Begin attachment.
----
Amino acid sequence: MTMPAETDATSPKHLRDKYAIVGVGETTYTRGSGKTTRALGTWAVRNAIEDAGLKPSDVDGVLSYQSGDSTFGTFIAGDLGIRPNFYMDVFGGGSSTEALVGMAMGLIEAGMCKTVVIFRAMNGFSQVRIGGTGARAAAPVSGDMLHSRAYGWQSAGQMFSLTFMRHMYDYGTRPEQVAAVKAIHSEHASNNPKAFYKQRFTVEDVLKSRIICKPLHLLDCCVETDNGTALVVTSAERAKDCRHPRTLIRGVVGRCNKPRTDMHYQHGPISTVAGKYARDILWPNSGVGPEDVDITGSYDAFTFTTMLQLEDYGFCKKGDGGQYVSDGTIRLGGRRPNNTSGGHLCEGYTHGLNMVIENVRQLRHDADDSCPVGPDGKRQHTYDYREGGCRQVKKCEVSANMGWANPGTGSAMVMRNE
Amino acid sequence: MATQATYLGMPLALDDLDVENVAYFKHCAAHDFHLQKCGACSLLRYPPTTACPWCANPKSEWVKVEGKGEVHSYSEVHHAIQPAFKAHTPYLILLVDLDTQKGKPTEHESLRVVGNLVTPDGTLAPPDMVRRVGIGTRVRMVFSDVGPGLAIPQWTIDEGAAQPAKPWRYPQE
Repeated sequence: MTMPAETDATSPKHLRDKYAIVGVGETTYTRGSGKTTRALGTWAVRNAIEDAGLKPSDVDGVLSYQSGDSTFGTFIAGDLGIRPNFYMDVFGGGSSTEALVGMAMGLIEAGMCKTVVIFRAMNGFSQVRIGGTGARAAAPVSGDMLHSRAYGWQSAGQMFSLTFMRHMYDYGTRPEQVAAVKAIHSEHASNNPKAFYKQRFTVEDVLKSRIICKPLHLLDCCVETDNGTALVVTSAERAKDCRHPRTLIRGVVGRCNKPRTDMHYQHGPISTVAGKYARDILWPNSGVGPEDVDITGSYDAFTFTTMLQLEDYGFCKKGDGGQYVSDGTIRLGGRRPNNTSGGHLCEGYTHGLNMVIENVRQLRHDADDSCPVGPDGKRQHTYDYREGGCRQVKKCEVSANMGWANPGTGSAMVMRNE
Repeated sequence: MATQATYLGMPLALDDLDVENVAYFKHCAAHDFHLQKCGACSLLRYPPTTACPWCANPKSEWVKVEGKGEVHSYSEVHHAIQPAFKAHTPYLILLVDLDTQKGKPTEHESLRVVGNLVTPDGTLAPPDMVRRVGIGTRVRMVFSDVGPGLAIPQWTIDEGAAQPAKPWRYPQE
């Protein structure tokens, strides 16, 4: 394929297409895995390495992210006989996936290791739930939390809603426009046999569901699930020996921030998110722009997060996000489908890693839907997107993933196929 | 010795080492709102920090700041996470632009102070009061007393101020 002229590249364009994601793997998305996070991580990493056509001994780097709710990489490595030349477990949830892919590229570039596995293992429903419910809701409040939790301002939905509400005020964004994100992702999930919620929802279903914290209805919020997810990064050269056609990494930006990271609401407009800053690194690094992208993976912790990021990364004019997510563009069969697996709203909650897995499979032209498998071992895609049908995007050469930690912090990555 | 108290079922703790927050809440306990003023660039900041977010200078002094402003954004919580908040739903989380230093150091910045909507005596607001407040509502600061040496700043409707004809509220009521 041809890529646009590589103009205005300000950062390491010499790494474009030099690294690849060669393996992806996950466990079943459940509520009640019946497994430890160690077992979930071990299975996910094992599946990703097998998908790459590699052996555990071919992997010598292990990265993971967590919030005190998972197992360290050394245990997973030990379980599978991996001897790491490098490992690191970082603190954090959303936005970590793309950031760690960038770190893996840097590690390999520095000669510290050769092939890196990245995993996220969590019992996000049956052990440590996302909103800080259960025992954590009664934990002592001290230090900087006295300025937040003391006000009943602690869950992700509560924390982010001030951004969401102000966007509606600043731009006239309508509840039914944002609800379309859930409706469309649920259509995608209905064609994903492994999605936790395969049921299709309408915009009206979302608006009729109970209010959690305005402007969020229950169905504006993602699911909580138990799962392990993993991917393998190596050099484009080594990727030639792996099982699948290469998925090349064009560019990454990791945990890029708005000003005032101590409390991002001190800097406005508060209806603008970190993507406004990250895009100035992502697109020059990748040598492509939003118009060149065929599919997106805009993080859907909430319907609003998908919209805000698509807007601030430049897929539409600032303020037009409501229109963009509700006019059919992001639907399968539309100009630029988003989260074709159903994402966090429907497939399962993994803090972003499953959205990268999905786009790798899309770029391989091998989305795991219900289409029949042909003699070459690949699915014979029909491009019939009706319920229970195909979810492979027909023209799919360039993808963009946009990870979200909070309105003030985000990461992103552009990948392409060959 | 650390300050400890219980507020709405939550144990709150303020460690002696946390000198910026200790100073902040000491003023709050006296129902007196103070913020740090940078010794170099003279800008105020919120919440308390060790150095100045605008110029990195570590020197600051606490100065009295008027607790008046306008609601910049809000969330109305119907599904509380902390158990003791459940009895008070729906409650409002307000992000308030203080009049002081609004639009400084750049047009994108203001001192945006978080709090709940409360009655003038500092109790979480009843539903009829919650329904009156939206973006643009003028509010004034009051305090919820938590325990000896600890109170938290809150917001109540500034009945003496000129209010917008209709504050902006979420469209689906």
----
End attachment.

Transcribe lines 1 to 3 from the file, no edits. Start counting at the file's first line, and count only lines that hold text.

Amino acid sequence: MTMPAETDATSPKHLRDKYAIVGVGETTYTRGSGKTTRALGTWAVRNAIEDAGLKPSDVDGVLSYQSGDSTFGTFIAGDLGIRPNFYMDVFGGGSSTEALVGMAMGLIEAGMCKTVVIFRAMNGFSQVRIGGTGARAAAPVSGDMLHSRAYGWQSAGQMFSLTFMRHMYDYGTRPEQVAAVKAIHSEHASNNPKAFYKQRFTVEDVLKSRIICKPLHLLDCCVETDNGTALVVTSAERAKDCRHPRTLIRGVVGRCNKPRTDMHYQHGPISTVAGKYARDILWPNSGVGPEDVDITGSYDAFTFTTMLQLEDYGFCKKGDGGQYVSDGTIRLGGRRPNNTSGGHLCEGYTHGLNMVIENVRQLRHDADDSCPVGPDGKRQHTYDYREGGCRQVKKCEVSANMGWANPGTGSAMVMRNE
Amino acid sequence: MATQATYLGMPLALDDLDVENVAYFKHCAAHDFHLQKCGACSLLRYPPTTACPWCANPKSEWVKVEGKGEVHSYSEVHHAIQPAFKAHTPYLILLVDLDTQKGKPTEHESLRVVGNLVTPDGTLAPPDMVRRVGIGTRVRMVFSDVGPGLAIPQWTIDEGAAQPAKPWRYPQE
Repeated sequence: MTMPAETDATSPKHLRDKYAIVGVGETTYTRGSGKTTRALGTWAVRNAIEDAGLKPSDVDGVLSYQSGDSTFGTFIAGDLGIRPNFYMDVFGGGSSTEALVGMAMGLIEAGMCKTVVIFRAMNGFSQVRIGGTGARAAAPVSGDMLHSRAYGWQSAGQMFSLTFMRHMYDYGTRPEQVAAVKAIHSEHASNNPKAFYKQRFTVEDVLKSRIICKPLHLLDCCVETDNGTALVVTSAERAKDCRHPRTLIRGVVGRCNKPRTDMHYQHGPISTVAGKYARDILWPNSGVGPEDVDITGSYDAFTFTTMLQLEDYGFCKKGDGGQYVSDGTIRLGGRRPNNTSGGHLCEGYTHGLNMVIENVRQLRHDADDSCPVGPDGKRQHTYDYREGGCRQVKKCEVSANMGWANPGTGSAMVMRNE